Everyone can benefit from financial planning, especially amidst global economic uncertainty and stagnating wages. It is not exclusive to the wealthy, as it includes many areas. According to Moneysense, Singapore’s national financial education programme, financial planning consists of 6 areas: cash flow management, risk management, investment planning, retirement planning, tax planning, and estate planning. Individuals or entire households of varying networths can improve their financial well-being with effective planning.
Before you dive headlong into investing, first evaluate your current financial health. Gather a list of all your income sources, active and passive, and your monthly expenditure. Include your recurring liabilities, such as insurance premiums and mortgage loans, as well. Determine how much of the savings you have can go into investments. This first step also helps cultivate a discipline to budget your earnings regularly. Your financial adviser should also analyse your existing financial plans, if any, to determine their effectiveness.
As with any plan, establish realistic and manageable goals next. Set quantifiable goals, e.g. earn a passive income of $1000 in 15 years, or have an investment portfolio of $200,000 in 20 years. Doing that gives you a clear idea of the investment time horizon and the monthly contributions to that end. Remember to adjust your expected yield for inflation, so that they possess similar levels of purchasing power in the future.
Whatever investment class you pick, it is necessary to conduct research on the type of asset class and the risks they are exposed to. Find out if your returns are subject to fluctuations, or even if your principal sum is guaranteed.
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Now you are ready to being your investing journey. The type of investment vehicle suited for you depends on your financial goals and your risk tolerance, which should be evaluated by a qualified financial adviser. If you are in your thirties or can take on higher risks, you may consider equities, which are essentially shares in a listed company. The potential returns are higher, but so are the risks of significant losses. You also have to conduct extensive research on the companies and their finances to make an informed decision.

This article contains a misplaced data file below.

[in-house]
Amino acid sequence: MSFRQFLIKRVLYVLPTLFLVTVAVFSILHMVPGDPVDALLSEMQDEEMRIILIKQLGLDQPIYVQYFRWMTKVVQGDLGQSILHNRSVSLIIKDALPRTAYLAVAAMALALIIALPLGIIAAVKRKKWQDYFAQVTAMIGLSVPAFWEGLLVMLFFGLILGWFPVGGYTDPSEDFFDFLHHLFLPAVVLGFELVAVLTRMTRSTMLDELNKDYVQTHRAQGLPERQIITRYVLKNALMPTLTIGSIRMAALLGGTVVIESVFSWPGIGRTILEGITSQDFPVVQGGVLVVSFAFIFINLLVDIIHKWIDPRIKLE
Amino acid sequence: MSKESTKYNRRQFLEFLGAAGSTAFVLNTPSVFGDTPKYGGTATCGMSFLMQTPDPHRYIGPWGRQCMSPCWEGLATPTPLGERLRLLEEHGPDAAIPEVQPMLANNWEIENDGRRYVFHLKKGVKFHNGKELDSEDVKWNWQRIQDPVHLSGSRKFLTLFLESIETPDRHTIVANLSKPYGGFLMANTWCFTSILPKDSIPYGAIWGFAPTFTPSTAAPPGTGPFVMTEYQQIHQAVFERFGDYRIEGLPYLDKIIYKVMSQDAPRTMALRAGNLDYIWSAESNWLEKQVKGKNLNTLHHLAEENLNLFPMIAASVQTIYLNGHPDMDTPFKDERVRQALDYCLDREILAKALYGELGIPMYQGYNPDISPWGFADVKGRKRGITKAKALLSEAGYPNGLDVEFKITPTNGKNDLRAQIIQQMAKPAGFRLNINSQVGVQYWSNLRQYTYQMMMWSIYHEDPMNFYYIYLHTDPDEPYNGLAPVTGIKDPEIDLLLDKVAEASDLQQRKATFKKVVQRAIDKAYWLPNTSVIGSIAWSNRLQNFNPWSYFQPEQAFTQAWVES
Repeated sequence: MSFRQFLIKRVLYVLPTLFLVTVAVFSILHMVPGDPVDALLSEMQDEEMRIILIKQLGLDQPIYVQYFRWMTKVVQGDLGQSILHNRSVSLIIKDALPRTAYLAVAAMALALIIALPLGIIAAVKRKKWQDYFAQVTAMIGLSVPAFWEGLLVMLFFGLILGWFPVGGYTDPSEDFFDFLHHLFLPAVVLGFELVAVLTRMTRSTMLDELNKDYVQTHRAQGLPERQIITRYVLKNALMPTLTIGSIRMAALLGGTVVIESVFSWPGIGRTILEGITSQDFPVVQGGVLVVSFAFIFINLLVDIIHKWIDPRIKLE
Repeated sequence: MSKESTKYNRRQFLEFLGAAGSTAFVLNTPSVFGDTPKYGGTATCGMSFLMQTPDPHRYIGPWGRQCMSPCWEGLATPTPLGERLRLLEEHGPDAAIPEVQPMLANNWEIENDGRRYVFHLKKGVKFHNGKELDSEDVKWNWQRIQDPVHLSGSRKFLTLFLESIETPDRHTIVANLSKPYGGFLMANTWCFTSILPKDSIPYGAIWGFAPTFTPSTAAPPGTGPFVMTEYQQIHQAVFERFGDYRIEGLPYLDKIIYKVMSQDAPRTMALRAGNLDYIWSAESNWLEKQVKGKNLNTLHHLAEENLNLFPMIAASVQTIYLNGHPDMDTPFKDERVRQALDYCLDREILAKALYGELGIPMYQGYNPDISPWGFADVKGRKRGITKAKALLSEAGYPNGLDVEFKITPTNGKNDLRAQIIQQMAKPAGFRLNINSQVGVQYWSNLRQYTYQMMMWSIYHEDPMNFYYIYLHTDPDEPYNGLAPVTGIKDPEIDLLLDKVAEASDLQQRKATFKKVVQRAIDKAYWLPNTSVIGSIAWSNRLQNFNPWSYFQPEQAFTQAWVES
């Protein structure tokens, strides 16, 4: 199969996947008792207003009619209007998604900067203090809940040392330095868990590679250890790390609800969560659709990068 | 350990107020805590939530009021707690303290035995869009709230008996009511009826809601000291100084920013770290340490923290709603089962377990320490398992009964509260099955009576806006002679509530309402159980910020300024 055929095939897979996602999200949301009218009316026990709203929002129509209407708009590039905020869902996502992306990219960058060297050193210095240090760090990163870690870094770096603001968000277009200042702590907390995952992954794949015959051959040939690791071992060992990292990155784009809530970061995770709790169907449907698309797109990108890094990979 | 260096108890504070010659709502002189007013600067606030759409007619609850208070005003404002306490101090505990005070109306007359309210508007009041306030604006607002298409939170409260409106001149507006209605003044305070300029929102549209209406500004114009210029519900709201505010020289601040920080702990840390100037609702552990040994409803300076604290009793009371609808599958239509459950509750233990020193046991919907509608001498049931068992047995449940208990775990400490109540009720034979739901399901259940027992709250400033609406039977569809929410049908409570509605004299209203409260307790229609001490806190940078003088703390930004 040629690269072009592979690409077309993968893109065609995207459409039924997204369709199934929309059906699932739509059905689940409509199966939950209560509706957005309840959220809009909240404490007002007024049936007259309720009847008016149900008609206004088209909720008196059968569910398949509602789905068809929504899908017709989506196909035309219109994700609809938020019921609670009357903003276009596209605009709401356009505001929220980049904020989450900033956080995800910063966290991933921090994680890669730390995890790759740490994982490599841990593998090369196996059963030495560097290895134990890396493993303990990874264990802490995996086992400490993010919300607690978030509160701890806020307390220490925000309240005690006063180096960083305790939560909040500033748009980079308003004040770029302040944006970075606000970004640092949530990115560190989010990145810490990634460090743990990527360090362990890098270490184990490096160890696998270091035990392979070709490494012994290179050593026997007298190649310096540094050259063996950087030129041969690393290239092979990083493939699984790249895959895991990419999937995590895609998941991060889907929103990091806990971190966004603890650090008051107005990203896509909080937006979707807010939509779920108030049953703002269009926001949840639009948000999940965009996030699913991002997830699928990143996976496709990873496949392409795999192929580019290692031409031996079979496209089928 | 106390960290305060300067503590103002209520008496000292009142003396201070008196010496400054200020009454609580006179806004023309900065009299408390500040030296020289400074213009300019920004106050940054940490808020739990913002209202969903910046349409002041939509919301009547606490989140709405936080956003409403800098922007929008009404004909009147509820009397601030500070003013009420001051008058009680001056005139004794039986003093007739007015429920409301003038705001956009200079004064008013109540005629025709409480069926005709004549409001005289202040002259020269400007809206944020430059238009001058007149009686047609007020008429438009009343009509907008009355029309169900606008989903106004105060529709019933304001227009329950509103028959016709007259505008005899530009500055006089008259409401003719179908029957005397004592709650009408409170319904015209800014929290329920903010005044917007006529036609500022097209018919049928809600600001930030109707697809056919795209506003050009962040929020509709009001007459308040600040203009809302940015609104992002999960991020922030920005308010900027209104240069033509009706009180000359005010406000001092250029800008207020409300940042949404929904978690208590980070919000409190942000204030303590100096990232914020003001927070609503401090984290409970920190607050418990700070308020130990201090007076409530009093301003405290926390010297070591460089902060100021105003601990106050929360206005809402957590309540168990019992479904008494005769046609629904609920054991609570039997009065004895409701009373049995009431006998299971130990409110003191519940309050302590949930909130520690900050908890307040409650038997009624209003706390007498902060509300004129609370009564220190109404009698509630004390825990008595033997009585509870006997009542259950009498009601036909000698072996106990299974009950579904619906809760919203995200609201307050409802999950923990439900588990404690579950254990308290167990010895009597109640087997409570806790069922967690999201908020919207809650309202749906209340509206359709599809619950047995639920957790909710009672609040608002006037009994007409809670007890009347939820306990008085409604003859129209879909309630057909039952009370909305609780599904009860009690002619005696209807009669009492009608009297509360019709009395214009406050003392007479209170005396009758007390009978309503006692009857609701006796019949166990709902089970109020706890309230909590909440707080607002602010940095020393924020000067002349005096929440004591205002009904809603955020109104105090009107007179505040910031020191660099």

If you are looking to boost your passive income, consider investments with a lower but stable yield, such as corporate or government bonds, or Real Estate Investment Trusts (REIT). Such instruments consolidate investments from a pool of investors and invest in development projects or property. Returns are paid out in the form of regular dividends.
Whatever investment class you pick, it is necessary to conduct research on the type of asset class and the risks they are exposed to. Find out if your returns are subject to fluctuations, or even if your principal sum is guaranteed. Always keep in mind the extent of losses you may incur, as it can derail you from your initial goals. Manage your risk exposure by investing in various asset classes (unit trusts, bonds, shares) across diversified industries.
Finally, you and your consultant should constantly review the progress of the initial plans and adjust strategies accordingly. Unpredictable market events, like currency fluctuations and interest rate changes can affect your projected returns. Contingencies and unexpected events such as medical emergencies can sabotage your ability to continue with premium payments, resulting in diminished returns. Or you might need to change your financial goals to support new priorities, like a new child or housing mortgage.
Financial planning is understandably an essential but laborious endeavour. You do not have to go through it alone. Our YTA advisers are equipped with accredited skills and expertise to guide you on this journey, using the steps outlined above. Simply drop us an email, or complete the form on the ‘Contact Us’ page, and we will contact you soon.